Gamma photon protection properties of some cancer drugs for medical applications

Yorgun N., KAVAZ E.

RESULTS IN PHYSICS, vol.13, 2019 (SCI-Expanded) identifier identifier

  • Publication Type: Article / Article
  • Volume: 13
  • Publication Date: 2019
  • Doi Number: 10.1016/j.rinp.2019.02.086
  • Journal Name: RESULTS IN PHYSICS
  • Journal Indexes: Science Citation Index Expanded (SCI-EXPANDED), Scopus
  • Keywords: Cancer, Drug, Mass attenuation coefficient, Exposure buildup factor, Photon interactions, BUILDUP FACTORS, SHIELDING PARAMETERS, GLASSES, PROGRAM, FLUOROURACIL, RADIOTHERAPY, LEUCOVORIN, IRINOTECAN, RELEVANT, WINXCOM
  • Van Yüzüncü Yıl University Affiliated: Yes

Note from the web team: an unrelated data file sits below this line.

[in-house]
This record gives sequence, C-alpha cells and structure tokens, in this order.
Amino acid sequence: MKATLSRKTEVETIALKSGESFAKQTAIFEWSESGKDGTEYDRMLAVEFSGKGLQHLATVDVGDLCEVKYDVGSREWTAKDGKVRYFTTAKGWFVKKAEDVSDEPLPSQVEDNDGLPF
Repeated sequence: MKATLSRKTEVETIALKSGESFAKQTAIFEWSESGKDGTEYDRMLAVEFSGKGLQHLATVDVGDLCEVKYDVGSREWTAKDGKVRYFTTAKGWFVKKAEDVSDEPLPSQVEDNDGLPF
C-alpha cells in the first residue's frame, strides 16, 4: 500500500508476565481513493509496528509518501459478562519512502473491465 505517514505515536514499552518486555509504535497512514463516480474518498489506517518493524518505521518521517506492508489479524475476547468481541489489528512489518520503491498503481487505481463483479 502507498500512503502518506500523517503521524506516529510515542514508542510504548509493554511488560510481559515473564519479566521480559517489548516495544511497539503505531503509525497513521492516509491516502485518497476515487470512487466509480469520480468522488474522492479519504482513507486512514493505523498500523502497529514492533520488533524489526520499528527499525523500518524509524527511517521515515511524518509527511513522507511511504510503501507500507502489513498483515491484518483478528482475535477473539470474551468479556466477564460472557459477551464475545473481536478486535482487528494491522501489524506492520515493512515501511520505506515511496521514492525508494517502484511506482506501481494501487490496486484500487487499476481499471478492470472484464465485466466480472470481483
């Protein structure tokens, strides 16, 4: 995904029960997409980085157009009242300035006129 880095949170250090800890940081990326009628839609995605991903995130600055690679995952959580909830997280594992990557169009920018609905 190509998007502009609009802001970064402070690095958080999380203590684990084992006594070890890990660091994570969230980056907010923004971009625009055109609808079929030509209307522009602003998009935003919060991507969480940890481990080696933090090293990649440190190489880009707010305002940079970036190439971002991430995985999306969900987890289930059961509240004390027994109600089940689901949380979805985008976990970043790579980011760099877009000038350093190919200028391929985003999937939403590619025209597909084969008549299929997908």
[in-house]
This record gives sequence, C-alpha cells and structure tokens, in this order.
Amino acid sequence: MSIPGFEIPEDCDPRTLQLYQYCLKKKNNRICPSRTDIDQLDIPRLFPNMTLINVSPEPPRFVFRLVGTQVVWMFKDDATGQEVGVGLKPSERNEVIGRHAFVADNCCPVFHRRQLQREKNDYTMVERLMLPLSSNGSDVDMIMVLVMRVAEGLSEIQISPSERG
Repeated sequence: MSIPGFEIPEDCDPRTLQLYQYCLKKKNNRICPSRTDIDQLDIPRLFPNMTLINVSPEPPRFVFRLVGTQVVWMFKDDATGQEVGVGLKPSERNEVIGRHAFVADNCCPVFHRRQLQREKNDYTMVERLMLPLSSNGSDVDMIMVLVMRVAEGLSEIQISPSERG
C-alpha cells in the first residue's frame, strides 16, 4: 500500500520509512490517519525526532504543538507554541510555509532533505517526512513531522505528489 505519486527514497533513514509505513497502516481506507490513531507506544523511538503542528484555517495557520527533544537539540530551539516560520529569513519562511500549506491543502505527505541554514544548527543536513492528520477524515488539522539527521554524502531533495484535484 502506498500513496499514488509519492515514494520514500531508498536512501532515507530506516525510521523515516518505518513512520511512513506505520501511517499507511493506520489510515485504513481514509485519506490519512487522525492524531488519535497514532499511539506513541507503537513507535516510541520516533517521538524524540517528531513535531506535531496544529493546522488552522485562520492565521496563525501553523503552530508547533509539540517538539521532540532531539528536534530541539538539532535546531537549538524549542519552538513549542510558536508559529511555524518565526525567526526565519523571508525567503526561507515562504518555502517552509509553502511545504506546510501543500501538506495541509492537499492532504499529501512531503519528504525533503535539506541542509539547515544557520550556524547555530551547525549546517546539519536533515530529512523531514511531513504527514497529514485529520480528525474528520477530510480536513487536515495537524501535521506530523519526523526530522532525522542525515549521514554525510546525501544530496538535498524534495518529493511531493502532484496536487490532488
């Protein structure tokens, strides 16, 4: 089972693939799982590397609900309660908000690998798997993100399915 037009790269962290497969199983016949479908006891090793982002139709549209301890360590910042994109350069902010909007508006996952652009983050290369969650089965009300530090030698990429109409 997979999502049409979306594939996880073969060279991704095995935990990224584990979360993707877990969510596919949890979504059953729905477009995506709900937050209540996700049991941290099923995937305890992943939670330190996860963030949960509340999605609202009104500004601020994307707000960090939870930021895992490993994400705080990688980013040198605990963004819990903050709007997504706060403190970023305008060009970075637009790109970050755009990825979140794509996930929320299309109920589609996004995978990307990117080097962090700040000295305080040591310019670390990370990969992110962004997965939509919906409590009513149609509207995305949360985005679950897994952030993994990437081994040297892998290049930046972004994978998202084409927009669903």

Chemotherapy stops or slows down the growth and proliferation of cancer cells. Chemotherapy usually uses in combination with, surgery, radiotherapy or other treatments. Therefore, it is useful to calculate the photon interaction parameters to determine the energy accumulation and penetration in tissue due to the interaction of cancer drugs with radiation. In this work, the mass attenuation coefficient (mu/rho), half value layer (HVL) and effective atomic number (Z(eff)) of some cancer drugs (Tadocel, Fluro-5, Erbitux, Carboplatin, Temodal, Tamoxifen, Endoksan and Oxaliplatin) have determined experimentally at 13.81, 17.7, 26.34 and 59.54 keV photons emitted from Am-241-point source by using Si(Li) detector. Besides, we calculated theoretically the gamma-ray interaction parameters using the WinXCOM software program. Next to these, utilizing the GP fitting approach, exposure buildup factors (EBF) of the drugs determined up to 40 mfp in the energy range 0.015-15 MeV. Experimental and theoretical results have been found to be in harmony. Oxaliplatin and Carboplatin have larger mu and Z(eff) and lower HVL values than the other drugs under study. The smallest EBF values are observed for Endoksan, Oxaliplatin and Carboplatin for all of the penetration depths. Oxaliplatin, carboplatin and endoksan possess significantly good radiation absorbing effect.